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What's the difference between "Not exactly" and "Not really"?

-Can we put off the party until Sunday?

-______. The place is booked in advance, and no other days are available.

A. Not exactly B. Not really

The suggested answer is B. But I don't know what they mean. Can you tell me their exact meanings? And in what situations are they used?

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wangqh2696122-Can we put off the party until Sunday?
-__. The place is booked in advance, and no other days are available.
A. Not exactly B. Not really
The suggested answer is B. But I don't know what they mean.
Yes. B is the right answer.

Your best bet in pursuing this question is to find (perhaps through Google) examples of the use of these expressions, and posting a question on each. The best way to learn the difference is to study examples. There are quite a few different uses of these expressions and they overlap in meaning. Some situations allow for either one.
______________

Not exactly says that what is proposed is not the most precise or accurate way of stating the situation. You can substitute Not really (=That is not truly the case) in all three examples below.

-- Is he lazy?
-- Not exactly. (= I wouldn't say it that way. It's not precise enough for me.) It's more that he suffers from inertia.

-- Is she arrogant?
-- Not exactly. (= I wouldn't say it that way. It's not precise enough for me.) It's more that she is very proud of her accomplishments.

-- So the problem is that the numbers don't add up. Is that right?

-- Not exactly. (= I wouldn't say it that way. It's not precise enough for me.) It's that we can't obtain the right numbers from the database.
__________________________

Only Not really can be used in the following. Here Not really means a definite No, though Not really makes it sound gentler. Often a reason is given, mentioning the circumstances that make the suggestion impossible or undesirable.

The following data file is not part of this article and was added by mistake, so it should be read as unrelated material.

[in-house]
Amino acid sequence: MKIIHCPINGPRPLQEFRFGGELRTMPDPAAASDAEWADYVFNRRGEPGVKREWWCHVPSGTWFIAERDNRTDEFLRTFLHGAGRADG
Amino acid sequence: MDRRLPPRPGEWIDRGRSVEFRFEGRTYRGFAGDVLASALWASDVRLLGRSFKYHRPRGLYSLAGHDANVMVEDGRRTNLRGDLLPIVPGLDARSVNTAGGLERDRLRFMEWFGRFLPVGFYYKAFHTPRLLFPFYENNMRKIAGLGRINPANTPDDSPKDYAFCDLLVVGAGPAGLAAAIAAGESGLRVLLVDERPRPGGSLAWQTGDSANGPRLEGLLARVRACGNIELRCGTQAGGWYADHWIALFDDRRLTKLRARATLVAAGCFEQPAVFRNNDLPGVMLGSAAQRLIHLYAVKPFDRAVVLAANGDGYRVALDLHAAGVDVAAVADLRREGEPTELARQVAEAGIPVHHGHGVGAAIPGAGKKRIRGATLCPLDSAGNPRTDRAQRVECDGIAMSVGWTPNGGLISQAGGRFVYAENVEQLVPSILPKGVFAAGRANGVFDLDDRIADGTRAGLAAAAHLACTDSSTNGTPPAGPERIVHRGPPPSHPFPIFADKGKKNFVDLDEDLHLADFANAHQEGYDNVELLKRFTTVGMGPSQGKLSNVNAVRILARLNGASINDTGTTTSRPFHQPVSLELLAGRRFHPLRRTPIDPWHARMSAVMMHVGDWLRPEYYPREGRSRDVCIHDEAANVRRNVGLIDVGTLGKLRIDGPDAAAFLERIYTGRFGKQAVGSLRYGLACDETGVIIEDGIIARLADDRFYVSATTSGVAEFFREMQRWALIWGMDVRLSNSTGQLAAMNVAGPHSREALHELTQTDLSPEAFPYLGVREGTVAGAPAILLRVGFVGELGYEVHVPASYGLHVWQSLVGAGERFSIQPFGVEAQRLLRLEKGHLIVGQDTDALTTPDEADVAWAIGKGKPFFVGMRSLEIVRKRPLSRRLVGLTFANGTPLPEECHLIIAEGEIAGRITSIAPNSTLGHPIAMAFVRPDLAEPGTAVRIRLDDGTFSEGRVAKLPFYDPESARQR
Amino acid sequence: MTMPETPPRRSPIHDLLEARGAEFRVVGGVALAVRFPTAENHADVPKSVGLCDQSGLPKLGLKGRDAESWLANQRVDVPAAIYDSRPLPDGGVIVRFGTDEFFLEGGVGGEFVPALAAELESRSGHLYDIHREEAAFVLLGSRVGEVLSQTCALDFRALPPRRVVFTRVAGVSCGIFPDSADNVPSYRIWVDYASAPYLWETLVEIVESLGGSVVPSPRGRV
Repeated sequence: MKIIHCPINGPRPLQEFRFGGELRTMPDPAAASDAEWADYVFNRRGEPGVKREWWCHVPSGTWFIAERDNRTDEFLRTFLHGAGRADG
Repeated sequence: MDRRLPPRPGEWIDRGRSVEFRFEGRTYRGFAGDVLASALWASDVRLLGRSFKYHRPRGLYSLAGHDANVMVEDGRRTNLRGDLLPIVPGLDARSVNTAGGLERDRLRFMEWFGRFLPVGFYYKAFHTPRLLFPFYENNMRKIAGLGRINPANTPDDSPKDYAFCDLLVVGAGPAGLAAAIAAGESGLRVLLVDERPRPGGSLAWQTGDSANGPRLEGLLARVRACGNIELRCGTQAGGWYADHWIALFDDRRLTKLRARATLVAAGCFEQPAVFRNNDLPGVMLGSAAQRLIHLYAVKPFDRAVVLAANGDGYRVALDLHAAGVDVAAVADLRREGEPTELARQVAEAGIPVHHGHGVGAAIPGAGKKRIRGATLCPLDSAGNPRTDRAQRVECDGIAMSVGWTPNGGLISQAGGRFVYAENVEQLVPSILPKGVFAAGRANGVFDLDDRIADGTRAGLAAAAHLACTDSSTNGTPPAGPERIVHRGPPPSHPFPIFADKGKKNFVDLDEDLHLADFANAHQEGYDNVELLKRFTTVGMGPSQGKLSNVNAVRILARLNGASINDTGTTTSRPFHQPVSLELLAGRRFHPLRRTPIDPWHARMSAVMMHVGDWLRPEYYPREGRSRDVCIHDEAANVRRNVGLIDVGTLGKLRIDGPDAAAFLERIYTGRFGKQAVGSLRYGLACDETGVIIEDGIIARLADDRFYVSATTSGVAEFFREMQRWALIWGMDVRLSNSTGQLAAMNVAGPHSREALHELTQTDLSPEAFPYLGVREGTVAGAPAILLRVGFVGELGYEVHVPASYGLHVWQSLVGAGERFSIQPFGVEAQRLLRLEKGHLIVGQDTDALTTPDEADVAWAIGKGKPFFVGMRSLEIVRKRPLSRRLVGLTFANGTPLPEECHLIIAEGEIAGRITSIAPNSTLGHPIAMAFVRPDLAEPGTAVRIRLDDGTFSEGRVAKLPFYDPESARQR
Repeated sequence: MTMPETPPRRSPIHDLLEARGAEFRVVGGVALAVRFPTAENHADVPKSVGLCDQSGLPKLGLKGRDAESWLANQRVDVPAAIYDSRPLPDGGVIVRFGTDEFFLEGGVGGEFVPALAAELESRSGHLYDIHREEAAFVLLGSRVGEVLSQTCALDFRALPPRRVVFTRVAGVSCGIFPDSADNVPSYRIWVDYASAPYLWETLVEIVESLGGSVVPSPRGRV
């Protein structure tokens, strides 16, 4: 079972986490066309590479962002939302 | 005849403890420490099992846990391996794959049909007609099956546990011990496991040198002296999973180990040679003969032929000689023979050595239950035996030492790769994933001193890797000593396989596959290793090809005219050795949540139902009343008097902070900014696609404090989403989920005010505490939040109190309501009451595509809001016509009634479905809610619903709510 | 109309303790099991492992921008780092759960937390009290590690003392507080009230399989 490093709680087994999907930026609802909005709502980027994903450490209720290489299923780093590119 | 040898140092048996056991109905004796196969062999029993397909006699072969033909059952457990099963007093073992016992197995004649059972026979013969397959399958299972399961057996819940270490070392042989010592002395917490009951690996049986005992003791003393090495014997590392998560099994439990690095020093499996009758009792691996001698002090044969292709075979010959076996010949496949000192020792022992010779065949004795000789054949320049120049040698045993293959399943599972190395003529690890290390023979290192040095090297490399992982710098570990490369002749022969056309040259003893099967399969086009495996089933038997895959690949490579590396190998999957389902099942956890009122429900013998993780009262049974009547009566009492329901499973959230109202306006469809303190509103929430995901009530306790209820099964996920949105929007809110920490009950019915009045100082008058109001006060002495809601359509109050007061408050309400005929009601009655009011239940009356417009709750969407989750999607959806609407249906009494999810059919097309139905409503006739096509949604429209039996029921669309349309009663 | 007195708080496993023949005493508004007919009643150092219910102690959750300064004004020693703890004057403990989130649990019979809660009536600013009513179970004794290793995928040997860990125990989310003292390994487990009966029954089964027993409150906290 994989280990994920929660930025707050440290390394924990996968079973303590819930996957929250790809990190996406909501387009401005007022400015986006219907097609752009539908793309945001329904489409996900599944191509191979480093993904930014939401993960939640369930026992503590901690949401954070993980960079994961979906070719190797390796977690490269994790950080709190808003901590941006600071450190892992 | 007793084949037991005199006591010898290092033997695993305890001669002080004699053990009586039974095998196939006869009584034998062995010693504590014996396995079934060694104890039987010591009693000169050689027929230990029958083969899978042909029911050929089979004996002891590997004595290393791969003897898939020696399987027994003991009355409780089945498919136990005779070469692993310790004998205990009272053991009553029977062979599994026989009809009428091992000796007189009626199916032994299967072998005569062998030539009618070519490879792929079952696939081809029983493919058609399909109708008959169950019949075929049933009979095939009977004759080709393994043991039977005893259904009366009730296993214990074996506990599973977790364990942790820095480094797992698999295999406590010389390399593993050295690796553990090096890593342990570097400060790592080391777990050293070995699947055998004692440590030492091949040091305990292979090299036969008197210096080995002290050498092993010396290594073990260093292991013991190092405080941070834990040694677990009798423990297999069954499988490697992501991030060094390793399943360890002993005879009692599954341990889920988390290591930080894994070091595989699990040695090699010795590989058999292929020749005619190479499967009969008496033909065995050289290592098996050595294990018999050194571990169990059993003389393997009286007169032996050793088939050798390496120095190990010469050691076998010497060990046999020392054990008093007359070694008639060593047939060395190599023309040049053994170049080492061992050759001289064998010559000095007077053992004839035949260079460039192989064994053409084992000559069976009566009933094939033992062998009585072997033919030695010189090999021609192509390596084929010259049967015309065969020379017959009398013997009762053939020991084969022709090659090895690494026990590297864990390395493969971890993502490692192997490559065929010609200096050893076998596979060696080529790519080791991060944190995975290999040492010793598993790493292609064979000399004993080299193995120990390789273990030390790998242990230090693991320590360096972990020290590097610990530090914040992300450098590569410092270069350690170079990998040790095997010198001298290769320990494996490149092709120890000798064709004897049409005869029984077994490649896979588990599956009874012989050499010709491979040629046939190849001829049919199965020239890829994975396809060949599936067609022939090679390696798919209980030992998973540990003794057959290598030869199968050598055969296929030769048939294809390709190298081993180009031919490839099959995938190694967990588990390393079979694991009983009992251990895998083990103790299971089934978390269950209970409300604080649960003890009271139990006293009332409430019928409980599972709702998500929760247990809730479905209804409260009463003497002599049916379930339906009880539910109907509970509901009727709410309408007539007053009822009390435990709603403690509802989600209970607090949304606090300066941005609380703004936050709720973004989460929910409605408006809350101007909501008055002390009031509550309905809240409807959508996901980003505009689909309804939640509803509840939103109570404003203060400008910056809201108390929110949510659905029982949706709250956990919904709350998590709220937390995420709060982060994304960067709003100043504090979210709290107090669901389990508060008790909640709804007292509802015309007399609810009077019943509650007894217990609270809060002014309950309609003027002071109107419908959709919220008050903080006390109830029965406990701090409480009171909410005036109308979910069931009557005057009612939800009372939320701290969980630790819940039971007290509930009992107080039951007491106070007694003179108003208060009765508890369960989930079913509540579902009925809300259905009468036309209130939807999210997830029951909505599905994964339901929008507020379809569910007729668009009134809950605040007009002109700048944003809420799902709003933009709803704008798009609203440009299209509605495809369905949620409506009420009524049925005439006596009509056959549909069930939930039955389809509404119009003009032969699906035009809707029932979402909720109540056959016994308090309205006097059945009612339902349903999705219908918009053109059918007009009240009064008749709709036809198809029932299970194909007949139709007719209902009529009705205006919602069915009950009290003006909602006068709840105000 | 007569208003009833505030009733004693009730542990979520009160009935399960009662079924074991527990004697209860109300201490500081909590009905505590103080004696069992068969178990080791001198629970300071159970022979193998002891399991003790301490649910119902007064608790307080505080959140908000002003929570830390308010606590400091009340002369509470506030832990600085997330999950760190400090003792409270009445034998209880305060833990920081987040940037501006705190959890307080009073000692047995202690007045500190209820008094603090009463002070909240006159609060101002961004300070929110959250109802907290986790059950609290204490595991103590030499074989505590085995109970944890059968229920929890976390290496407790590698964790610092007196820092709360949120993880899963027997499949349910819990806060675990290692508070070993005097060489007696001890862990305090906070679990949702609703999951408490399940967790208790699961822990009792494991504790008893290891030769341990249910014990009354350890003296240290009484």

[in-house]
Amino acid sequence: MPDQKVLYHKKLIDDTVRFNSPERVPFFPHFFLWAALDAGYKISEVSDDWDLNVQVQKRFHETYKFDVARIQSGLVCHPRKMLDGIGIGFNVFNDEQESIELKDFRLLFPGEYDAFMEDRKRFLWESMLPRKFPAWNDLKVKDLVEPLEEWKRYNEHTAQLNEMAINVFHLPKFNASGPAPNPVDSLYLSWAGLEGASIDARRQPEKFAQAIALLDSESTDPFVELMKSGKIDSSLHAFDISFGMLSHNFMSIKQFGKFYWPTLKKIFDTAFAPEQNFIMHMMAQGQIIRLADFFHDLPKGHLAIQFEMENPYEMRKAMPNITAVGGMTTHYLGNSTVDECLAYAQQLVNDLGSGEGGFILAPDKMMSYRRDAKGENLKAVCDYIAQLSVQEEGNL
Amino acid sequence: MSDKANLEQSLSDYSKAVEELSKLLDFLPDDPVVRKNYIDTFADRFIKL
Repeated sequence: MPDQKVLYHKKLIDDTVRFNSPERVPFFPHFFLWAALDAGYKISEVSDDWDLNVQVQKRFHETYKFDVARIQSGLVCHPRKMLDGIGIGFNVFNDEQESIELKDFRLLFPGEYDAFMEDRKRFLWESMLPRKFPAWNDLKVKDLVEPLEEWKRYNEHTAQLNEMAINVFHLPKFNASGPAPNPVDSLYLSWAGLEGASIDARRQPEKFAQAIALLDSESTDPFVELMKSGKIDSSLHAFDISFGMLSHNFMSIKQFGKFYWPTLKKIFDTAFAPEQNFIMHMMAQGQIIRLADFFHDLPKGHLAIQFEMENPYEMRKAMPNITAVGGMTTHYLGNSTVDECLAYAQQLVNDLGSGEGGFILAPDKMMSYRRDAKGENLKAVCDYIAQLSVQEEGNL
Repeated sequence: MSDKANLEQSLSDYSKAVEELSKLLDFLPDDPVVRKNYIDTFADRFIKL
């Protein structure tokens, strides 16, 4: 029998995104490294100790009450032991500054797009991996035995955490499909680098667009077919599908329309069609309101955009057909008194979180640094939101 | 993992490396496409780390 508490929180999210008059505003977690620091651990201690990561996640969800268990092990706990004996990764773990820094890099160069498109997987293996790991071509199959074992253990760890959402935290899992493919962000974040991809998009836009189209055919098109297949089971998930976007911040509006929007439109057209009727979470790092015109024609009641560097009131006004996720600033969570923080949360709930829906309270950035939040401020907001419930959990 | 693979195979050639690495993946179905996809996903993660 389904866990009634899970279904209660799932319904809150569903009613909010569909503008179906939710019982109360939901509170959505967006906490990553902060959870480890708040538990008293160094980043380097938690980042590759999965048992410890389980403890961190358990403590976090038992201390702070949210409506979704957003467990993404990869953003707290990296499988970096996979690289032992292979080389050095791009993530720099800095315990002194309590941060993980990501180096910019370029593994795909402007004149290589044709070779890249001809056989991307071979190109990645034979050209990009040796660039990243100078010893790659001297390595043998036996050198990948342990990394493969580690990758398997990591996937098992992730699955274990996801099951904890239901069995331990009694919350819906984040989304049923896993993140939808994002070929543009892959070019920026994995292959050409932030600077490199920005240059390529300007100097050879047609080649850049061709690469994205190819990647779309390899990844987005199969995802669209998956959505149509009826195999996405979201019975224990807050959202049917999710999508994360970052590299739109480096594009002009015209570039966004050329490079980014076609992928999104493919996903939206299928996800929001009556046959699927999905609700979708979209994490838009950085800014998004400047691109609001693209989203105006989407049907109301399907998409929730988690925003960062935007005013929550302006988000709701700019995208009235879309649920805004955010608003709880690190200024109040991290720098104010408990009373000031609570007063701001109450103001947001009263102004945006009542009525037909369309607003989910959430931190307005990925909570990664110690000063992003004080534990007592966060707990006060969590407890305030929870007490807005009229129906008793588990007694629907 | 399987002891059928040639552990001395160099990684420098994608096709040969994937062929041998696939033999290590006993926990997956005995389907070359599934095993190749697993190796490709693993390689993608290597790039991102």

-- Can we start an hour early?
-- Not really, because we wouldn't be able to contact everyone in time to let them know of the schedule change.

-- Do you think we a new car?
-- Not really. It does need some repairs, but after that it should be good for another 100,000 miles.
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At other times, Not really is said somewhat apologetically, only for the purpose of not having to say No because No might be too harsh or rude, for example, in rejecting an offer.

-- This book on seashells is really interesting. Would you like to read it?

-- Not really.

-- The history of ancient Mesopotamia is so fascinating, don't you think?
-- Not really.

CJ
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not really here is a polite way of saying 'No'.


not exactly means we can do something close to that, eg maybe we can put the party off until Monday.

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Comments  
Cj,

Thank you! It seems to me that, from your examples and explanation, the usages of the two expressions categorized in the following way:

1) Both mean “Not completely true”;

2)”Not really” can also mean “No”, but in a less strong way or apologetic way

So for the sake of safety, I’d better use “Not really”.
wangqh26961221) Both mean “Not completely true”;
2)”Not really” can also mean “No”, but in a less strong way or apologetic way
True.
wangqh2696122So for the sake of safety, I’d better use “Not really”.
True, but why not take some risks now and then just to improve your understanding of "Not exactly" as well? Emotion: smile

CJ
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Not exactly. The place is booked in advance
 Clive's reply was promoted to an answer.